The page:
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How Spine MRI Works
A spine MRI (Magnetic Resonance Imaging) uses powerful magnets and radio waves to photograph the structures that make up the spine, the spinal cord, and the spaces between the vertebrae through which the nerves travel.
After plain x-rays of the spine, MRI is the next least-invasive imaging test for neck or back pain and radiating arm and leg pain.
Unlike conventional x-rays and computed tomography (CT) imaging, which make use of potentially harmful radiation to generate images, an MRI is based on the magnetic properties of atoms in the patient's body. A powerful magnet generates a magnetic field roughly 10,000 times stronger than that of the Earth. A small percentage of hydrogen atoms within the body align with this field. Radio wave pulses are broadcast toward the hydrogen atoms in tissues of interest, returning a signal. The subtle differing characteristics of that signal from different tissues enable MRI to differentiate between various organs, and to potentially provide contrast between benign and malignant tissue.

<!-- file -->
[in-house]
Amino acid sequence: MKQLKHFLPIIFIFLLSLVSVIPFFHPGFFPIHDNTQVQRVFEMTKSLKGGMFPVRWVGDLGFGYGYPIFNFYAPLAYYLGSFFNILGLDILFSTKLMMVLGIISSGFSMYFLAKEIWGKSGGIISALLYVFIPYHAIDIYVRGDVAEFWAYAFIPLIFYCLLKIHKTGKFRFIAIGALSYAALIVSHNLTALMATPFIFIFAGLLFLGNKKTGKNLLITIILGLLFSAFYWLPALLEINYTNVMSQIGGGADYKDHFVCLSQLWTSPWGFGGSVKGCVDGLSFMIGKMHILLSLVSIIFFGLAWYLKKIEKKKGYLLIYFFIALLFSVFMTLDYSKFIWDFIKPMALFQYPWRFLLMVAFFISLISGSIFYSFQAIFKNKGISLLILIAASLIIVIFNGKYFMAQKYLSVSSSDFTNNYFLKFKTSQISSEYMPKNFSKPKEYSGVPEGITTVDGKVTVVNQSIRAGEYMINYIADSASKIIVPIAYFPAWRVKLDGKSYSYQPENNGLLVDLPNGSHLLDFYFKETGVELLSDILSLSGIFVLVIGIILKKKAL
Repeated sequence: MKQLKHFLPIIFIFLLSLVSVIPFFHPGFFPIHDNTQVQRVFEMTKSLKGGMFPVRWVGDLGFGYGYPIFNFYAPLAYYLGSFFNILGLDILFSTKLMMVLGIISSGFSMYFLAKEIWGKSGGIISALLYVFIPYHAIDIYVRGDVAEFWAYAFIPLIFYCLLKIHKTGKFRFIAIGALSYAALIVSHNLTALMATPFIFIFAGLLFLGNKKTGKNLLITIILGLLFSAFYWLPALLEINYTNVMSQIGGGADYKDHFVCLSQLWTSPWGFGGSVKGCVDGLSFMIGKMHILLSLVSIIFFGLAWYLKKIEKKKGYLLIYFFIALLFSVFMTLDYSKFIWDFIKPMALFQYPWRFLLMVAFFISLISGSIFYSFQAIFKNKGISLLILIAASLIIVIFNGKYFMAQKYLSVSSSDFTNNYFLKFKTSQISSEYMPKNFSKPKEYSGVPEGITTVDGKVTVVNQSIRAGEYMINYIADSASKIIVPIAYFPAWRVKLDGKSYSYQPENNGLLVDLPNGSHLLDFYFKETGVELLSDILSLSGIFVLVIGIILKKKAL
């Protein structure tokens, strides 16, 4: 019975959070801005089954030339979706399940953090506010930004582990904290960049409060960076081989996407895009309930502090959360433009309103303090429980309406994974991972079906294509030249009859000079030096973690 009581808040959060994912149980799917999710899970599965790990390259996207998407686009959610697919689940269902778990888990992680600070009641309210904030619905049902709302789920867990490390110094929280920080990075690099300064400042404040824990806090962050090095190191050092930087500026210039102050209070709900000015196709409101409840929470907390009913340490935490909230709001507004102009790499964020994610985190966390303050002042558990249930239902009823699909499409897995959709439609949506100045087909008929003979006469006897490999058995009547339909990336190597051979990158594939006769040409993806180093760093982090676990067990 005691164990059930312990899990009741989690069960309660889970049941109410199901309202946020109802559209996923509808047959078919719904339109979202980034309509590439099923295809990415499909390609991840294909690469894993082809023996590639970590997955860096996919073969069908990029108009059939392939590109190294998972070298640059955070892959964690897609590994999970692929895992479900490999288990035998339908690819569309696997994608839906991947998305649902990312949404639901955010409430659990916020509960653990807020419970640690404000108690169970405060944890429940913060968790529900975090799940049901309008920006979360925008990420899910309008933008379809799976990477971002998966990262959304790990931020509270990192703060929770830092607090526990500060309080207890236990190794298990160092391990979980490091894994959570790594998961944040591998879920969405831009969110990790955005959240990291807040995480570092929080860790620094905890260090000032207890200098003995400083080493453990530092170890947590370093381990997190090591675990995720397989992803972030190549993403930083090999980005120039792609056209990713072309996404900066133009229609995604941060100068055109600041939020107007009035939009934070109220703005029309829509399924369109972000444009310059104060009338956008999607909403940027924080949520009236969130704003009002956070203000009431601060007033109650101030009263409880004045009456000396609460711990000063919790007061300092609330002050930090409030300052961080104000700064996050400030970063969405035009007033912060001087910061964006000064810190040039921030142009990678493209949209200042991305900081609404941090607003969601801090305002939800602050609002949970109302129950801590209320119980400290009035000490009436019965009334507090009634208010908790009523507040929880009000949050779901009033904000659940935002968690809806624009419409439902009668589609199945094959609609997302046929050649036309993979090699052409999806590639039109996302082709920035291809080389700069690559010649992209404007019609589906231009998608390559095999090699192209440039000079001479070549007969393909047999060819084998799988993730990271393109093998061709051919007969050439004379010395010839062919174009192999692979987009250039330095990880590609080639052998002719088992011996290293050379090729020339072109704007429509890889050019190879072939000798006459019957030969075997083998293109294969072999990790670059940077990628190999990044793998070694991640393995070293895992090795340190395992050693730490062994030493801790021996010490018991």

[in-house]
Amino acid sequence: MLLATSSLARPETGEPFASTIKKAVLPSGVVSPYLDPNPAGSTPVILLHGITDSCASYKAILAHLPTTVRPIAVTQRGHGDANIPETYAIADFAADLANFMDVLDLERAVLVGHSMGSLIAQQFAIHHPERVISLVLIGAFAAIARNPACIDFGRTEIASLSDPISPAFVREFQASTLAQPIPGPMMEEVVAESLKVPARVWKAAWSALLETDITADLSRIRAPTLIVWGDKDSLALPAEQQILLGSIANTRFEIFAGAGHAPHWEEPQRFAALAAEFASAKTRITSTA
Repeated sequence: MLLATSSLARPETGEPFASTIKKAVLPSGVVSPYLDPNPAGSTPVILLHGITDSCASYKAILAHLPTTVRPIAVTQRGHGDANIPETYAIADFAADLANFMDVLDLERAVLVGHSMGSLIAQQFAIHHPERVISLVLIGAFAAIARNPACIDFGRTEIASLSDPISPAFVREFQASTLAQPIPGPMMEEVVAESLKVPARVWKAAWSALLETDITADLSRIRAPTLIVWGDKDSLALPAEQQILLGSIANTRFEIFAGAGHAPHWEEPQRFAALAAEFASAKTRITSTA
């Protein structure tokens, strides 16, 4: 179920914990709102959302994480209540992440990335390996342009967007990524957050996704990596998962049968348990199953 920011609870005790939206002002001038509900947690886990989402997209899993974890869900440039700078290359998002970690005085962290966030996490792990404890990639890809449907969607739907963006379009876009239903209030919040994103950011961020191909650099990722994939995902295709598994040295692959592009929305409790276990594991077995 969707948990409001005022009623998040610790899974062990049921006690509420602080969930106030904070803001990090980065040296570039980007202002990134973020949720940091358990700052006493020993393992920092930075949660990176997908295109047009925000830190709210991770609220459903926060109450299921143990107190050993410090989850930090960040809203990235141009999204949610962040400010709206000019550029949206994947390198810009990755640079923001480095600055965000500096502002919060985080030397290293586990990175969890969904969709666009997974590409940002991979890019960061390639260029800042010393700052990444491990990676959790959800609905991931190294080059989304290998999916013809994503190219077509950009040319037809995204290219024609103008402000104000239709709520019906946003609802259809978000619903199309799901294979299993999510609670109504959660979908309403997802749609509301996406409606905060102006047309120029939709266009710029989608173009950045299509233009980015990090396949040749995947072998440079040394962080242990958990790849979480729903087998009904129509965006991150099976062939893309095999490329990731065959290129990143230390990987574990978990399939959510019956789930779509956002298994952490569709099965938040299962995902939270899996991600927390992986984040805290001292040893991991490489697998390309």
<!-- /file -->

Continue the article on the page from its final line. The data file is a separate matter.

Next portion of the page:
MRI is excellent at showing degenerative changes, such as arthritis, which may narrow the spaces through which the spinal nerves travel. In addition, MRI can determine disease of the spinal discs between vertebral levels that may be bulging and compress either the spinal cord or a nerve.
For more information, please visit UCLA Department of Radiology.